Many modern houses, however, do not have the high ceilings that a ceiling airer requires, or indeed it may simply look out of place. Lakeland Limited offer a number of solutions at a good price: a traditional ceiling airer, a wall-mounted bespoke airer (which telescopes away) and a freestanding 'hangaway' airer (please note that they are listed under a different name than 'airer' by Lakeland). These three options are well worth considering and are comparatively inexpensive. If using a heated airer then we recommend that you don't place your nappies directly on the airer, so place another piece of material (like a tea towel or muslin) between the airer and nappy. This is because all heated airers can reach different temperatures and we can not guarantee that any would not get too hot.
If it is a warm one, using an airing cupboard to dry your nappies is ideal, as long as you can keep one rack free, so you can hang the nappies over the slats - spread out as much as possible. The airing cupboard will prove especially useful in the winter months, when the central heating is on. In the summer months, or if heavily insulated, the lack of warmth and of air movement might not make it your first choice.
With an Aga or similar, you will no doubt have a permanently warm kitchen. Combine a range cooker with a ceiling airer, and there really is no need for a tumble drier! You can also dry your nappies on the bar in front of the cooker, but be careful to keep fastenings (especially any plastic poppers) away from direct heat. As with drying on a radiator, turning over the nappies periodically will speed their drying considerably. Try to avoid putting too many on at once.
Regular tumble drying of cloth nappies largely outweighs the environmental benefits of reduced landfill, so should be avoided if this is a major concern.
A washing machine with a higher speed spin will reduce the amount of drying needed. However, I would recommend that you keep the spin speed around 1000, because higher than this may damage some nappies, or at least make the fabric go tatty. You will know from your own experience of washing your clothes how fierce your spin facility is! Having a tumble drier is the ultimate last resort, as you are then not limited to having to wait for your nappies to air dry. However, regular use of the tumble drier will of course increase the cost. To speed drying times, put a dry towel in with the nappies, as this absorbs the condensation the nappies produce. Try to avoid putting too many nappies in the drier at one time, in order to keep the drying time down.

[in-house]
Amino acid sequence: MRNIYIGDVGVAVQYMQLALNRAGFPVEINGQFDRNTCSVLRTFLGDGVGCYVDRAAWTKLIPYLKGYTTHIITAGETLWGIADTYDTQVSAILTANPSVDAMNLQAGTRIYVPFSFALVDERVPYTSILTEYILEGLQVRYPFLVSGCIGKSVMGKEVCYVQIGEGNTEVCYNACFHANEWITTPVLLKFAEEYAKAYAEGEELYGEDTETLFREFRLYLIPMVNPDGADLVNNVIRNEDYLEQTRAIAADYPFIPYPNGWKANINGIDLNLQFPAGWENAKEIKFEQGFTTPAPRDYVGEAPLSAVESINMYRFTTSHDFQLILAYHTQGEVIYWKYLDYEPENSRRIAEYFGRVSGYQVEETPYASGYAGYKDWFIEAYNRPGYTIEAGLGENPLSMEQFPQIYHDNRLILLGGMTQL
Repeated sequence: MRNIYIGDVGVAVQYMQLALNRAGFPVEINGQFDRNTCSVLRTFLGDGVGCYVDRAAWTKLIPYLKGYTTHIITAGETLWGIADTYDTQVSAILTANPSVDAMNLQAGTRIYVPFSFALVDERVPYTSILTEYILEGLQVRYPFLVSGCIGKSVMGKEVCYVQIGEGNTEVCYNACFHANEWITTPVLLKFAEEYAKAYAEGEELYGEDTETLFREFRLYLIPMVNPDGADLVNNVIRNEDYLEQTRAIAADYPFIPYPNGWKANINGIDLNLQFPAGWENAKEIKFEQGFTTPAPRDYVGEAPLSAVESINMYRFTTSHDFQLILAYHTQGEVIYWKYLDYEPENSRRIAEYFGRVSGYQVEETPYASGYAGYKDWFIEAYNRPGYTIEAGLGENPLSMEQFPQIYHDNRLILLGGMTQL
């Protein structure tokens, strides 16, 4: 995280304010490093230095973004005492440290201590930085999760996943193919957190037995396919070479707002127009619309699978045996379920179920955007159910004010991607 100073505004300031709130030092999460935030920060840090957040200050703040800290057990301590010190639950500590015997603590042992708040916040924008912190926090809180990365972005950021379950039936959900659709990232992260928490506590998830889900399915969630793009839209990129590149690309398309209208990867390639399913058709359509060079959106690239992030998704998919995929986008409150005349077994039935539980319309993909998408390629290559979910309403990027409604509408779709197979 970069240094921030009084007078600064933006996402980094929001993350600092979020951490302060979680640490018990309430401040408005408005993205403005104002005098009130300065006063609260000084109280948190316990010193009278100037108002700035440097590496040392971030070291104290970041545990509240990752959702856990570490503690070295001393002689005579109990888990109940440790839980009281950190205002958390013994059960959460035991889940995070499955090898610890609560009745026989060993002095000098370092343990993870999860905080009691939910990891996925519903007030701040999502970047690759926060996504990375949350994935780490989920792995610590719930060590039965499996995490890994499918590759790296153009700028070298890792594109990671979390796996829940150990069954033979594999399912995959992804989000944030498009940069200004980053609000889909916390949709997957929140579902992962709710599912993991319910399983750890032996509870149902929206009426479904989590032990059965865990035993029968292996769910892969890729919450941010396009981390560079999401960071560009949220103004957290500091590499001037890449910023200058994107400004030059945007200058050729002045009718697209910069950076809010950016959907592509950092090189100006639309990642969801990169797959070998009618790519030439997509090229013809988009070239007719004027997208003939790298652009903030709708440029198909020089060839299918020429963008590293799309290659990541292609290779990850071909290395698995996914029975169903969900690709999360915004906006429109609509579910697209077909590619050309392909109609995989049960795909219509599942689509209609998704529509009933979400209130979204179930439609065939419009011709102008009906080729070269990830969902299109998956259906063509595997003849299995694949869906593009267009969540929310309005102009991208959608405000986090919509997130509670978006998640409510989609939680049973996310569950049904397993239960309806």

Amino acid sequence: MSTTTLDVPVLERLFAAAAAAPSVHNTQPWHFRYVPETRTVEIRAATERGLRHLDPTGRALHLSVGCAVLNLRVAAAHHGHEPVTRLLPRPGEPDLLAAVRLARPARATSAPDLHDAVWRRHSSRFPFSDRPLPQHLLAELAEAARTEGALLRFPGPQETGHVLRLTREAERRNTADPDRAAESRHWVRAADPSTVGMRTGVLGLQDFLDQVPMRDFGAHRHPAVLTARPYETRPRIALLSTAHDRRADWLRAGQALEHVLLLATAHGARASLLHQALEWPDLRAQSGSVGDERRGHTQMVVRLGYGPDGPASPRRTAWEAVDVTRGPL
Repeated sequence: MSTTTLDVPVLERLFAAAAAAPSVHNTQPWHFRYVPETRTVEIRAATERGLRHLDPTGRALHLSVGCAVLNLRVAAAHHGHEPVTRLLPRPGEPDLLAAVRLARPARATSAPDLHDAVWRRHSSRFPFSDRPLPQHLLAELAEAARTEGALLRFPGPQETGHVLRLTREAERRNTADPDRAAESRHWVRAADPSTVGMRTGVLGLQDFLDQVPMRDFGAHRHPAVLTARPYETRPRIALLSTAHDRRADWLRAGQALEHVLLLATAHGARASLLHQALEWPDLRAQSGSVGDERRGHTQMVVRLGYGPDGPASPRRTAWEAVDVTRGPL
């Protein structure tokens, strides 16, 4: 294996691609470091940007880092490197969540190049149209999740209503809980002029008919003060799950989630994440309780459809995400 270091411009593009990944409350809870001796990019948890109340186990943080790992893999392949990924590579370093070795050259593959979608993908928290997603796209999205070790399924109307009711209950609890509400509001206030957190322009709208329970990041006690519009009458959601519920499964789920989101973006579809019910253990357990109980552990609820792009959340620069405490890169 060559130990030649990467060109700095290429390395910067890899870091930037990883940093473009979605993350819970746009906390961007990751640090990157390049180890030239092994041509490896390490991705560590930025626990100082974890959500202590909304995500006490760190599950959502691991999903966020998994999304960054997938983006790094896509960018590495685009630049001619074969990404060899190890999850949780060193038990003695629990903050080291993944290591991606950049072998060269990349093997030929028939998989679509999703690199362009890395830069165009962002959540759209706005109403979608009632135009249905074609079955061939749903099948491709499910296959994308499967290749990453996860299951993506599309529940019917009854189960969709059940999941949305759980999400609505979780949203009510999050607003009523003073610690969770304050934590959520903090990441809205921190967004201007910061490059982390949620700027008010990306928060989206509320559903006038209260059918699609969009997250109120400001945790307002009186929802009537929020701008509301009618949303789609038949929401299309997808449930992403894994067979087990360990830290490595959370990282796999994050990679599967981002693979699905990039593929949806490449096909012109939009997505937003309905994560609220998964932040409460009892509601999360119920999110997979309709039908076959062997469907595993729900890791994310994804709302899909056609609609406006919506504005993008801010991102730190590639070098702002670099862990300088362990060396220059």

If you have a combined washer/drier, and intend to use the drier, you will need to empty the washing machine after it has finished, and shake the nappies before putting them back in. Otherwise, some will tend to stick to the side after the last spin cycle, and these will not dry easily. You may need to split them into two loads to dry, as the drying capacity of these machines is much lower than the washing capacity. If you do not have the backup of a tumble drier, it would be advisable to avoid slow drying bamboo fabrics.
Radiators offer a good direct source of heat at minimal extra cost, as in the winter you are likely to have the heating on anyway. It isn't recommended to dry your nappies directly on the radiator, as it can get too hot and may burn your nappy fabrics, especially delicate bamboo and PUL. Instead, you can put your nappies on a clothes horse in front of the radiator, or invest in the small airers that hook over the top of the radiator.
An electric dehumidifier can be really useful for families living in small damp houses and flats where there's no room for a tumble dryer. It is usually more cost effective than a tumble dryer and can either be run all the time to try to keep the whole house drier, or just run when washing is drying.
What if your nappies feel stiff?
With washing, all nappies will get stiffer than they were when new, although it does help to live in a soft water area (e.g. Wales!). Shaped terries with a stretch agent (e.g. Mother-ease) in them or microfibre nappies such as the Teddy will tend not to go as hard as old fashioned terries. Bear in mind, however, that your baby will not feel the material directly against their bottom anyway, because there will be a liner on top. Also, as soon as baby wees, the whole thing softens up.
If you are concerned that your nappies have got a bit stiff or crispy over time, there are a few ways to soften them up. Tumble drying is great, but does have the potential for affecting the longevity of your nappies as above. If you don't have a tumble dryer, you can give the nappies a good shake or rub together when they come out of the washing machine, and again towards the end of drying. This will fluff up the fibres and make the nappies feel softer to the touch.